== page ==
In short, they represent the Buddha’s basic teaching that liberates people from suffering. These four truths can be outlined as follows:
Life involves struggle, frustration and suffering in both obvious and subtle forms. Even when things appear peaceful externally, we don’t experience permanent satisfaction in anything but may feel an undercurrent of internal anxiety and uncertainty. This is the inherent problem of existence.
The cause of suffering is craving which stems from ignorance. We suffer because we tend to blame our problems on things outside ourselves. We resist the fact that life is impermanent and change is constant – instead, we grow frustrated once the world does not act the way we believe it should and life doesn’t conform to our expectations. We try to push away some things while grasping others.
3. Suffering Stops When Craving Ends
Since we are ultimately those that cause our own suffering from perpetuating the cycle of craving and immunity, we also have the ability to end our suffering. Even if life is unpredictable and impermanent, we can change the way we respond to it. By awakening to the true nature of our timeless souls, we could end the chase after external satisfaction and permanence, and so end the suffering. In the awakened mind, it is not the suffering that stops, but the urge.
4. There’s A Path Out Of Suffering
By adopting the path of right living, we can wake up to our Higher nature. This path involves ethical living, developing wisdom and discernment, and adhering to a personal practice that supports our emerging consciousness. This personal journey of awakening frees us from suffering and ultimately leads to enlightenment.
Our human tendency is to avoid all suffering and pain, which only perpetuates our struggle.
Instead, I suggest we look at the Four Noble Truths as recommendations for right living; guidelines to help us navigate life’s challenges more efficiently. By introducing the Four Noble Truths as practical guidelines for living, they become powerful tools to guide our responses to life.
Practical Application with AREA
I suggest using the acronym AREA to remember the arrangement of the Four Noble Truths in practical ways: Accept Life As Is, Release Reactivity, End Grasping, and Act Appropriately.
When we respond to these Four Noble Truths in proper ways, they will indeed expand our inner area of spaciousness and peace, and finally expand the area or scope of our True nature.
Accept Life As Is
once we allow conscious awareness to infuse everything we do, we become more tolerant. We no longer interpret everything that does not go our way as a personalized attack on our ego selves; insteadwe recognize it for simply being a part of life. When we experience a setback, we can see it as an opportunity for learning and growth; not as something unfair to be judged or avoided.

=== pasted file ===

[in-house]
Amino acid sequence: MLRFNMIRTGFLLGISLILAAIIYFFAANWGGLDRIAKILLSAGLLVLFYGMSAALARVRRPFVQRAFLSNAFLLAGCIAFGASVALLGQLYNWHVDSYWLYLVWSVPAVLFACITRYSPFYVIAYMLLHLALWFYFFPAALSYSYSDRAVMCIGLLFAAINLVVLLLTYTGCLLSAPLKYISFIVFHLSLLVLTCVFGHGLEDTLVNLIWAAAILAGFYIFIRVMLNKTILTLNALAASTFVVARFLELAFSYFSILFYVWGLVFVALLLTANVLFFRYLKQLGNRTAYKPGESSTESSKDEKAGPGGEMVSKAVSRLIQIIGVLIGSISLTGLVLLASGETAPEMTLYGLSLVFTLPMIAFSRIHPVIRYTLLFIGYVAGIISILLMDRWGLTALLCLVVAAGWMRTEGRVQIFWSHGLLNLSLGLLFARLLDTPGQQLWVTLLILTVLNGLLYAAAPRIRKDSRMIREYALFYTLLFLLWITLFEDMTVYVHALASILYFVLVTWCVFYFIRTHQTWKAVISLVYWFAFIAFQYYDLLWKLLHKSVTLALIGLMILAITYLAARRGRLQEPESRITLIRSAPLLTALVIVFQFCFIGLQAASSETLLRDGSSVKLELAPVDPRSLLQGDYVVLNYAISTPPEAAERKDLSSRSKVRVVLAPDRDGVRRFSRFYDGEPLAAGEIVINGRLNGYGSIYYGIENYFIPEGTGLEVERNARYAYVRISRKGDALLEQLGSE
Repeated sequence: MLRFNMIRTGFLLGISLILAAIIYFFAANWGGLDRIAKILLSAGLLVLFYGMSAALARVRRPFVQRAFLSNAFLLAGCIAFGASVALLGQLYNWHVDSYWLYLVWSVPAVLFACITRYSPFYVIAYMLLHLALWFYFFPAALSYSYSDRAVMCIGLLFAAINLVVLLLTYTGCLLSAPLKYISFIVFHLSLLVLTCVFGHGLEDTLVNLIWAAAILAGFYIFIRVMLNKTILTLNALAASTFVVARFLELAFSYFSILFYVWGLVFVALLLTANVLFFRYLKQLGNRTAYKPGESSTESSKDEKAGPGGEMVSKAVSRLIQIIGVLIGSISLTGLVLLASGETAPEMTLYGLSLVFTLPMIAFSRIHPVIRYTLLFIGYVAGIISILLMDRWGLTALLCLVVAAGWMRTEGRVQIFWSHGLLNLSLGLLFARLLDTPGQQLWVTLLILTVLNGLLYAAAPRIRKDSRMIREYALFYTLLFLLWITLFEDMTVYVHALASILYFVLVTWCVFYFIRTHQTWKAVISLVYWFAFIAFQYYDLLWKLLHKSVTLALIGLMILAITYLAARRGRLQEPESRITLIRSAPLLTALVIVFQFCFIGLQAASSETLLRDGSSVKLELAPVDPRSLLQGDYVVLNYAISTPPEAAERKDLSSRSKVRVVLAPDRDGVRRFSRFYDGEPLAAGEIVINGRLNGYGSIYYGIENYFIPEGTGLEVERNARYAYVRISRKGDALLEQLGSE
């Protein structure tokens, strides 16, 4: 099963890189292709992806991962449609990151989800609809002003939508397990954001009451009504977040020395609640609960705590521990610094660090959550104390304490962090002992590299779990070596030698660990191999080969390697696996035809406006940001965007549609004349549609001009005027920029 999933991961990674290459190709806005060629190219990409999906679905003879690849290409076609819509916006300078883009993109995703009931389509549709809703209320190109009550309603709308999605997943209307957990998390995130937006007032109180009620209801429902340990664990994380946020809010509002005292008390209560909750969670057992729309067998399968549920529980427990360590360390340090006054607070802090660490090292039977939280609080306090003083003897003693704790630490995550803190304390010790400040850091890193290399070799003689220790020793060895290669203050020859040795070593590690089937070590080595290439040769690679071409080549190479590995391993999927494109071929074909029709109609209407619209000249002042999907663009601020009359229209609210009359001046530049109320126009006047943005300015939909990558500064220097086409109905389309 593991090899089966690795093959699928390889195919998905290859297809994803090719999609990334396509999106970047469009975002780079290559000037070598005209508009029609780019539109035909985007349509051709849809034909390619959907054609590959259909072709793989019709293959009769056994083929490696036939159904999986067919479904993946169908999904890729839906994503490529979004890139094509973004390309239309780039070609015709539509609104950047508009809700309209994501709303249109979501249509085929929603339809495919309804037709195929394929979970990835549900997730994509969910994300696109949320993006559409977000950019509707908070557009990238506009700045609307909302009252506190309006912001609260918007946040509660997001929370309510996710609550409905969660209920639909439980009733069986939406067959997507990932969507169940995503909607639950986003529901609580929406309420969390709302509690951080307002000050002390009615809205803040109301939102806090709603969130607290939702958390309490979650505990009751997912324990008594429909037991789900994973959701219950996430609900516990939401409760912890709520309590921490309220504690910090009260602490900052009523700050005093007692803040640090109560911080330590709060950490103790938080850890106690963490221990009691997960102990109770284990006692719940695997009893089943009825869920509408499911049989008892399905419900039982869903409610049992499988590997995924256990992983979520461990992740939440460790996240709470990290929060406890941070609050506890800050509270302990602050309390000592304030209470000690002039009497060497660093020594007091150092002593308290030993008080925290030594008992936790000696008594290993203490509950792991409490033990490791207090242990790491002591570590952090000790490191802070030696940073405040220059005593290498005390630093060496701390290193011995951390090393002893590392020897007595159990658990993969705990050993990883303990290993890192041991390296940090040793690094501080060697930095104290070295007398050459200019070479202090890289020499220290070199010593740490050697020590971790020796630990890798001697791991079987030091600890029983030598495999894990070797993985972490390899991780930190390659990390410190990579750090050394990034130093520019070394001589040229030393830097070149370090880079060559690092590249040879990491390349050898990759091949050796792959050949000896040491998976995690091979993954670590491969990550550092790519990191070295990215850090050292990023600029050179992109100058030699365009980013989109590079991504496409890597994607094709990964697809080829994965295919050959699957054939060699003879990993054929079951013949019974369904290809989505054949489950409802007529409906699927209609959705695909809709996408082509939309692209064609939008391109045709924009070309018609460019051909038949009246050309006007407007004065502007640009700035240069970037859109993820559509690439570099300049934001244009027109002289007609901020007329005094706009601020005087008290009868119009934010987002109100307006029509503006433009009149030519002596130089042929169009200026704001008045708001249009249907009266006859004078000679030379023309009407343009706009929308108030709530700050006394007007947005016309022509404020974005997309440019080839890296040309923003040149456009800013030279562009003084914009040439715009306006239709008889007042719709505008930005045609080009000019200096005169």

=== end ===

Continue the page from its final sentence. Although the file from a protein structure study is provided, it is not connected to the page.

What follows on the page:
The Course in Miracles teaches that it is the meaning or interpretation we give to things, making them appear as good or bad; in truth, it simply is a part of life. Embracing the very impermanence of life can foster in us a deeper appreciation for the fleeting and precious nature of every moment.
Individual neurobiology makes it virtually impossible for us to always maintain a state of inner equilibrium without religious awareness. Our perceptions are continuously providing feedback through physical symptoms, emotions, thoughts and feelings. Equilibrium requires us to be with reactivity in another way: learning how to respond instead of to react. We stop the cycle of reactivity by understanding that sensory feedback loops are valuable messages to react to; not interference to respond to, judge, resist or prevent.
When we experience physical symptoms or pain, our innate reactivity may prompt us to either resist the symptoms with drugs or to grasp for some miracle cure out of ourselves. Rather, perhaps it would be more meaningful to first dialogue with the symptoms for a deepened understanding of what they’re trying to tell us; and once we know the deeper message, we’ll be able to respond appropriately so the messenger could be published. This process of responding rather than reacting allows us to create more internal space for growth in consciousness.
it is vital to learn how to respond to life’s difficulties having an open mind, free from the conditioned behaviors of judgment, fear or craving. The Sedona Method puts it this way: “Embrace that which you resist, and concede that to which you cling.”
Relinquishing our positionalities rewards us with freedom from craving. Positionalities are actually nothing other than learned behaviors and limiting beliefs, so relinquishing them opens up space for us to thrive.
In shamanic traditions, proper action is referred to as”right living.” Appropriate action requires conscious awareness of our inner motives, beliefs and reactions. It nurtures the growth of the observer/witness, or our Soul self. It’s in aligning with this Higher aspect of being, that we are transformed to live from our full potential.
The more we fine-tune our responses to life appropriately reflect our Higher nature, the more inner freedom, peace and joy we experience. This is the core of all personal growth. Developing a path of appropriate action nourishes us all levels and honors our true purpose in life – the embodiment of our Higher nature.
Using AREA can act as a practical reminder to keep us aligned with the Four Noble Truths. The end result is much more inner peace, harmony and joy.